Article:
Sandra Day O'Connor's Beef Jerky Was A Supreme Court Tradition

Sandra Day O'Connor leaves a significant legacy following the news of her death on December 1 at the age of 93. Appointed by President Ronald Reagan in 1981, she became the first woman to serve on the United States Supreme Court — to date, five more women have followed in her stead. While she will be remembered for the Sandra Day O'Connor Institute, which "advocates civic duty and advancing civil discourse, civic engagement[,] and civics education," her fellow justices also recall her annual tradition of gifting family-made beef jerky.

During the Christmas season, Justice O'Connor would send her fellow justices packages of jerky from her family's Arizona-based cattle ranch, the Lazy B. The spicy jerky recipe featured lean beef cuts (occasionally venison), pepper, soy sauce, and either crushed pepper or cayenne. Justice O'Connor's brother, Alan Day, also created a sauce for the jerky, which included apricot syrup and habanero peppers, though it's unclear if this sauce was included in the gifts to the Supreme Court justices. The jerky certainly became a fondly remembered tradition, and was even featured in the 2017 book, "Table for 9: Supreme Court Food Traditions & Recipes" by Clare Cushman.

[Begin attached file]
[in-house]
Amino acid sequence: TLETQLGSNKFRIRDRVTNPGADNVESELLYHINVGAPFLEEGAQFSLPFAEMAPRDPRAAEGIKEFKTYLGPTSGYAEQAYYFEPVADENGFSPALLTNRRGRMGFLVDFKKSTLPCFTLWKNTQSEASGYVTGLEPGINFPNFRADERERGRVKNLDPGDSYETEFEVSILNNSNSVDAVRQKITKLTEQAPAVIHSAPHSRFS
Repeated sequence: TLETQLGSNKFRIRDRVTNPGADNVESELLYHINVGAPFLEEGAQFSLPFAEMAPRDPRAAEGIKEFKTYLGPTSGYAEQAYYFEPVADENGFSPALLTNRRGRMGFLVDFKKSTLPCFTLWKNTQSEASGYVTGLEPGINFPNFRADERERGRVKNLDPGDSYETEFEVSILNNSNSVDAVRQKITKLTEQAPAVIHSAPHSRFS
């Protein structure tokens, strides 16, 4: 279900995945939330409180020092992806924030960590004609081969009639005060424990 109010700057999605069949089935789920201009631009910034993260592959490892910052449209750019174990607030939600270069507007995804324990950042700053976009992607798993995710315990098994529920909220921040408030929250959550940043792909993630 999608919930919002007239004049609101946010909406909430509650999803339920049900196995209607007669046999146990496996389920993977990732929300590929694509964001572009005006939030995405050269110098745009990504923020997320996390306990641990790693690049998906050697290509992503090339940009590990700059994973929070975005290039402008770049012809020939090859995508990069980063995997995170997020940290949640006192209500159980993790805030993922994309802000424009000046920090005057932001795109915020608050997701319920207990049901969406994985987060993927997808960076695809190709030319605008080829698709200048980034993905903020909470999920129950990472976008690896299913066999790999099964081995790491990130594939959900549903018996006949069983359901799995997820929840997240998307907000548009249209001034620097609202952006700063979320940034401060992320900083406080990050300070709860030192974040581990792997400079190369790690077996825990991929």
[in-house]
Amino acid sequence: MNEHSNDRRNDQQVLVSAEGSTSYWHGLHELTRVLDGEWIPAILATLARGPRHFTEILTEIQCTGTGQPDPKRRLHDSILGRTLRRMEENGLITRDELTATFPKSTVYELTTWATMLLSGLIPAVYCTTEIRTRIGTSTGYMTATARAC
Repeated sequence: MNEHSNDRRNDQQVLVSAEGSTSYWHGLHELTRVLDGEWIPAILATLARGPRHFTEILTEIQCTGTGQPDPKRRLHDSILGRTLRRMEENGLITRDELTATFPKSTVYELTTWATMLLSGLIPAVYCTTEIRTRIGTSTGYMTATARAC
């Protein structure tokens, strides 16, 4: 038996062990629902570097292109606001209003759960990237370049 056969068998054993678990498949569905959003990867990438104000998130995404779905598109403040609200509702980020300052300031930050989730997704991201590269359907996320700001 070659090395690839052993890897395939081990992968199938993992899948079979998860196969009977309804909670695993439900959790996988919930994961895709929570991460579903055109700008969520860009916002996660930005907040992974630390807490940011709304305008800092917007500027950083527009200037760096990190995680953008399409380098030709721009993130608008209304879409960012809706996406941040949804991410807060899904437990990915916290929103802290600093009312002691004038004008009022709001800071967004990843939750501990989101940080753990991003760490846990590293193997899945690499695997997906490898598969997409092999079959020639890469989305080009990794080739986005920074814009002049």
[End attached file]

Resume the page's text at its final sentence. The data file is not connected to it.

A simple way to connect

The task of implementing laws and justice is often mired in political disagreement and discord, but connecting over food remains a longstanding tradition among the justices of the Supreme Court. Clare Cushman's book recounts how, in the early days of the United States during the 1800s, justices lived together in a boarding house and shared meals. This tradition continues today with dinners for new and retiring justices, as well as birthday toasts.

Sandra Day O'Connor played a key role in reinstating the tradition of the justices eating lunch together regularly, and her gifting of jerky was a simple way to foster unity among her colleagues. She wasn't alone in this approach, either. Cushman's book includes a photo of Justice Steven Breyer sharing a 28-pound salmon he caught in Alaska with his fellow judges.

Justice O'Connor's jerky serves as a reminder that not all Supreme Court traditions are centered on law and order. It underscores that, regardless of one's prestigious position, kindness, fellowship, and humanity reign, well ... supreme.